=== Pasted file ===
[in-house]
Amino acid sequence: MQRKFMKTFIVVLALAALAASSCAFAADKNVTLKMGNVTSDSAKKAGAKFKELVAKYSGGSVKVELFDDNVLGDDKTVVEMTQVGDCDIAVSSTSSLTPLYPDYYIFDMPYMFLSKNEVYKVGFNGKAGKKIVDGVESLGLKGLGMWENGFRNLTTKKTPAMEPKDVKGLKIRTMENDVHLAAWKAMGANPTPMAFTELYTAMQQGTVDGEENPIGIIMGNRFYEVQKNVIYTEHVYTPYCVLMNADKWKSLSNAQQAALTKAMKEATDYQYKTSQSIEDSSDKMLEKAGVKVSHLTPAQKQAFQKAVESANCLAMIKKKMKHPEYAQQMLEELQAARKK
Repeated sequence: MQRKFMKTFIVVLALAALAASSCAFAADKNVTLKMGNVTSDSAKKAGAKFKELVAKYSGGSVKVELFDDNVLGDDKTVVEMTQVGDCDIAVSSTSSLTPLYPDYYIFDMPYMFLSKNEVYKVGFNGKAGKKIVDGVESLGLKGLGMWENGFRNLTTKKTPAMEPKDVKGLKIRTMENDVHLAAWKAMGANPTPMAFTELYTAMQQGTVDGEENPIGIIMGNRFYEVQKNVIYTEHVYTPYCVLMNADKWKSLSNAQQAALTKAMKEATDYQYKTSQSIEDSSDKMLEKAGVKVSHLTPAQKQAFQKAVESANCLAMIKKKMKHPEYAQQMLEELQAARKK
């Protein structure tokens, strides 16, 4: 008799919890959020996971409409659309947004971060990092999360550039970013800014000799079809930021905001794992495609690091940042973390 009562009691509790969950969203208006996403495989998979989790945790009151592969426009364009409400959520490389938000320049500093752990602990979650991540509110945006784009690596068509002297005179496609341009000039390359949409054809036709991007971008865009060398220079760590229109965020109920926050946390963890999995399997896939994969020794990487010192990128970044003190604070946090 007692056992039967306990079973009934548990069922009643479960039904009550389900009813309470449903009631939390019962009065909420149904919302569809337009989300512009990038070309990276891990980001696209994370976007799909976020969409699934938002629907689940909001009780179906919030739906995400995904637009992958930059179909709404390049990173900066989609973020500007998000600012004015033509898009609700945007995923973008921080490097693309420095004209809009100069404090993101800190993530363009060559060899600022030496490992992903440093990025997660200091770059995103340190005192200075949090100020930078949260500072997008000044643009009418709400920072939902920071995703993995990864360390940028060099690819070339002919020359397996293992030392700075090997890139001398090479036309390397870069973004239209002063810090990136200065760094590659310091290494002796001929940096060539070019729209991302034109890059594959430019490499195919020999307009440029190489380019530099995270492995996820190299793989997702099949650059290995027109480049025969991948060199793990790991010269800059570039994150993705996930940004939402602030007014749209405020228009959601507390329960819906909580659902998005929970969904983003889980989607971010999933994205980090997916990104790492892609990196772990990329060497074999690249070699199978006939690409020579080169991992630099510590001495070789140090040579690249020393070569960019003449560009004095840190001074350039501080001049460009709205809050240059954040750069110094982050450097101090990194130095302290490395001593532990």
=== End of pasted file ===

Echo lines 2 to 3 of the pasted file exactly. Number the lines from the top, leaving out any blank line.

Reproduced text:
Amino acid sequence: MQRKFMKTFIVVLALAALAASSCAFAADKNVTLKMGNVTSDSAKKAGAKFKELVAKYSGGSVKVELFDDNVLGDDKTVVEMTQVGDCDIAVSSTSSLTPLYPDYYIFDMPYMFLSKNEVYKVGFNGKAGKKIVDGVESLGLKGLGMWENGFRNLTTKKTPAMEPKDVKGLKIRTMENDVHLAAWKAMGANPTPMAFTELYTAMQQGTVDGEENPIGIIMGNRFYEVQKNVIYTEHVYTPYCVLMNADKWKSLSNAQQAALTKAMKEATDYQYKTSQSIEDSSDKMLEKAGVKVSHLTPAQKQAFQKAVESANCLAMIKKKMKHPEYAQQMLEELQAARKK
Repeated sequence: MQRKFMKTFIVVLALAALAASSCAFAADKNVTLKMGNVTSDSAKKAGAKFKELVAKYSGGSVKVELFDDNVLGDDKTVVEMTQVGDCDIAVSSTSSLTPLYPDYYIFDMPYMFLSKNEVYKVGFNGKAGKKIVDGVESLGLKGLGMWENGFRNLTTKKTPAMEPKDVKGLKIRTMENDVHLAAWKAMGANPTPMAFTELYTAMQQGTVDGEENPIGIIMGNRFYEVQKNVIYTEHVYTPYCVLMNADKWKSLSNAQQAALTKAMKEATDYQYKTSQSIEDSSDKMLEKAGVKVSHLTPAQKQAFQKAVESANCLAMIKKKMKHPEYAQQMLEELQAARKK